Stephen and Harriet Myers would be overjoyed to see their principals still in action today. Born into slavery on or around 1800, Stephen Myers began his life a slave in Hoosick, NY. After gaining his freedom at 18 and beginning married life with Harriet (Johnson) Myers, Stephen quickly became active in assisting freedom seeking slaves at his residence and became very active in Albany’s African American community. Along with assisting hundreds with their journey to freedom, Stephen also was an outspoken proponent and advocate for work and education within the African American community. He was the first superintendent of the school at the Methodist Episcopal Church and started the Albany Suffrage Club, also serving for a time as the President of the New York Suffrage Association. Stephen wrote in several of the days Anti-Slavery papers, and for a time was responsible for publishing and contributing to The Northern Star and Freemans Advocate. Espousing education and job skills along with access to voting rights, Mr. Myers and his wife were dedicated to assisting the people of their community achieving fundamental human rights and access to education and employment.

The Underground Railroad History Project of the Capital Region and Saint Anne Institute are partnering for a second year linking together both institutions’ long histories of being a bridge to personal freedom, education, and self-sufficiency. Using a greenhouse on Saint Anne’s property and the expertise of Master Gardeners who tend the garden on the Stephen and Harriet Myers Underground Railroad Historical Site, several young women are learning horticulture from experts. As they plant and tend the garden daily these young at-risk ladies see what hard work and determination yields and learn the invaluable skill and independence of growing their own fruits and vegetables.

Saint Anne Institute mirrors the principles of the Myers family in modern day practice. Established locally in 1887 by the Sisters of the Good Shepherd, Saint Anne has acted as a haven for young women in need for over 120 years. Beginning as a “school of industry and reformatory of the Good Shepherd” the mission of the time combined work and learning. Several trades including commercial and trade sewing, fine needlework, homemaking, and commerce were taught, and in 1945 a full high school was incorporated as the roles of women in America began to change. With the evolution and changing needs of young women Saint Anne has created programs to support and educate at-risk young people. Currently operating a Regents accredited High School, Saint Anne also offers a Day Services educational program for students who require a more supported school environment, along with an accredited pre-school for children ages 3-4 displaying speech and learning delays. Group therapy, sexual abuse counseling, drug addiction counseling, and grief and loss counseling are all available to the young people who come to Saint Anne in a time of need. An on-grounds Work Experience program is also active: placing young ladies in various departments throughout the agency supporting them in the acquisition of basic job skills. Clerical work, kitchen preparation, the campus clothing shop, and assisting in the pre-school are just a few of the many locations the young women have the opportunity to work.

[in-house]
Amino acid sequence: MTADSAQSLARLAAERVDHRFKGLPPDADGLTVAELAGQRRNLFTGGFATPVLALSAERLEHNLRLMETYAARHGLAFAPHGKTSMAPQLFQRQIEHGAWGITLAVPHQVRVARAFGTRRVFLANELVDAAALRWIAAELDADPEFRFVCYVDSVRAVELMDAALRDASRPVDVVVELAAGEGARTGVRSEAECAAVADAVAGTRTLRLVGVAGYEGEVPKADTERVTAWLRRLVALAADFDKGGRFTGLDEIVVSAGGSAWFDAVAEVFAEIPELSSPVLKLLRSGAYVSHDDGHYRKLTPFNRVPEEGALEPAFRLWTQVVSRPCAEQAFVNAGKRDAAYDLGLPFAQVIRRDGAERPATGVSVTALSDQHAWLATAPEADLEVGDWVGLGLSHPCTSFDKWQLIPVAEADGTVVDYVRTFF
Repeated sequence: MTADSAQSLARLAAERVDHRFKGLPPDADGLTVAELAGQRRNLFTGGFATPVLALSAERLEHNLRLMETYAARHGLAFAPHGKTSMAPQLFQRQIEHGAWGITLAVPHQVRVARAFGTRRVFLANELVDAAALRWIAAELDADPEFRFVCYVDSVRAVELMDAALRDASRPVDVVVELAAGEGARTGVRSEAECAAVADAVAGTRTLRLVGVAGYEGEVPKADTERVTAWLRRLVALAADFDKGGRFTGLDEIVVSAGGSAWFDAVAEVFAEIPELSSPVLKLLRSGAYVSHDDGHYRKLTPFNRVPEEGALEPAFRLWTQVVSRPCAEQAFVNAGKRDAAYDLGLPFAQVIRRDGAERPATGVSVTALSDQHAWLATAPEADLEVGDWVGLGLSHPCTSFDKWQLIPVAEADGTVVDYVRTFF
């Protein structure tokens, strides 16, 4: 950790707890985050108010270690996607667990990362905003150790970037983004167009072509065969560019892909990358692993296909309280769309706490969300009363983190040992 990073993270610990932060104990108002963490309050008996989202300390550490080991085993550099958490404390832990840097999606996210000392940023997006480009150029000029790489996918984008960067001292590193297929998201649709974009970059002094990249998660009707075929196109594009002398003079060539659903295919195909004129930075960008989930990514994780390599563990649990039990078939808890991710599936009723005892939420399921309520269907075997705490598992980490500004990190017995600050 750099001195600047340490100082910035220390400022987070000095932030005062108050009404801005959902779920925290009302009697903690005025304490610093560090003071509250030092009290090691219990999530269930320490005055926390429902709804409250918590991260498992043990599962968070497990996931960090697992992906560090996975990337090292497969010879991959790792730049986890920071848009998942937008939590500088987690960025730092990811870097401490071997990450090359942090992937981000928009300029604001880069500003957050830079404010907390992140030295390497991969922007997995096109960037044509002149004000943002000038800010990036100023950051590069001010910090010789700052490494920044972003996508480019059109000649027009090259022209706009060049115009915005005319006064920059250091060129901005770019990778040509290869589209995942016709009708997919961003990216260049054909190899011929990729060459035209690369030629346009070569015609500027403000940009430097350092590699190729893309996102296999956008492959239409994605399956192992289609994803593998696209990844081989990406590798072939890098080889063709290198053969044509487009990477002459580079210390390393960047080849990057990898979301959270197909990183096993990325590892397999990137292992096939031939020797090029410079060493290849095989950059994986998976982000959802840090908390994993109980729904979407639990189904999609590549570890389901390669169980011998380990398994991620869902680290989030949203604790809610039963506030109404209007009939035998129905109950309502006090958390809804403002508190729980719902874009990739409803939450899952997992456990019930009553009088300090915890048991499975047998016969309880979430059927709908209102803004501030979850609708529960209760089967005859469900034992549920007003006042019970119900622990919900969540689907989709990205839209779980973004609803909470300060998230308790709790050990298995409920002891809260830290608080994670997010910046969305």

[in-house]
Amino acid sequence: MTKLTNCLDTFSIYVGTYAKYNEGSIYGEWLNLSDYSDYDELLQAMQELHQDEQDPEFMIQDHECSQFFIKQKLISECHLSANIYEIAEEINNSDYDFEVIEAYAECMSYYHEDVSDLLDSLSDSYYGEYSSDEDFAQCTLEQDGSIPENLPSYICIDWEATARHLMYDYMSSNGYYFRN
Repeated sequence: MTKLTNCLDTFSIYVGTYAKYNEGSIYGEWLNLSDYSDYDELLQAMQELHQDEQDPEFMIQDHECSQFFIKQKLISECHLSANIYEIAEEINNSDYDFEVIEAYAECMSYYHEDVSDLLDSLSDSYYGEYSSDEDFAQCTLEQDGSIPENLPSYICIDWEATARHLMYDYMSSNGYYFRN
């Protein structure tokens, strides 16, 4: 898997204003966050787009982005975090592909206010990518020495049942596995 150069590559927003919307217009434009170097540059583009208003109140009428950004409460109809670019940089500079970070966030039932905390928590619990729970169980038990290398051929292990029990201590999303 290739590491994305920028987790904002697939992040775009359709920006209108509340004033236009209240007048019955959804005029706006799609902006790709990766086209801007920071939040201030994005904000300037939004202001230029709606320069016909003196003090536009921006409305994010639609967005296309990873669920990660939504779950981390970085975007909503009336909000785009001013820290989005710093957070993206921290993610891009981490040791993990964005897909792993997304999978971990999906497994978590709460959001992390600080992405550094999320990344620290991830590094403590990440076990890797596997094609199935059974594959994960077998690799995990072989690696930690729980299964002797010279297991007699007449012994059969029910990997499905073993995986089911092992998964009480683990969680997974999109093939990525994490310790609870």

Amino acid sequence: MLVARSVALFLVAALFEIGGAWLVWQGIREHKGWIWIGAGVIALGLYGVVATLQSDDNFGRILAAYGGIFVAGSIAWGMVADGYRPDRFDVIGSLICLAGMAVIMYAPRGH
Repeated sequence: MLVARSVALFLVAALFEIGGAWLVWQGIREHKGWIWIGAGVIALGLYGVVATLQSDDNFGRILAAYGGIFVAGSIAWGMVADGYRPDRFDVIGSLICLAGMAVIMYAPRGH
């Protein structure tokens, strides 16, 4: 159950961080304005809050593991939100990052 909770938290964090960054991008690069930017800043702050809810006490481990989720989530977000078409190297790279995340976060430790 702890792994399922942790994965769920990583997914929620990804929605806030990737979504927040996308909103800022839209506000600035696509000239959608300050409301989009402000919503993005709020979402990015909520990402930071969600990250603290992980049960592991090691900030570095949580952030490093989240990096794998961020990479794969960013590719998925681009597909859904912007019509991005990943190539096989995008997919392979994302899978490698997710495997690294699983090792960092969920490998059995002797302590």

Both institutions have throughout their histories held one common theme: to provide temporary help in a time of need through education and the building of skills leading to self-sufficiency and personal growth. In the words of Stephen Myers, “We devote all our time to the care of the oppressed who come among us. Our pay is small, but yet we are willing to continue to do what we can for them.” To see the young ladies work with the Master Gardeners, and then plant on the site that Stephen and Harriet Myers helped so many on is a testament to the richness of Albany’s long history and both institutes’ commitment to fundamental human dignity and freedom.

Saint Rose Reach Out Day

Mary Liz talks to the 24 students that came today as part of the Saint Rose Service Day. She told them about the Myers Residence, what their help meant, about their contribution to historic preservation and restoring the neighborhood as well as the history of the house. The young people worked on erecting a fence, planted fruit trees, did some general grounds work, planted flowers and many other tasks. It was a great day! Community volunteers Cecila and Seth also shared in the day and very importantly Daniel added critical know how in helping erect the fence! Thanks Dan!

Among the many projects done by the Reach Out Saint Rose crew on Saturday was the erection of a fence on area bordering the Myers Property from the 99 Third Street property also owned by URHPCR. The fence is to prevent people from using the Myers lot as a cross through to a local convenience store. An alternate path has been created through the Johnson Garden a coupl eo f lots over. The Saint Rose students involved in the fence installation all seemed to be members of the basketball team.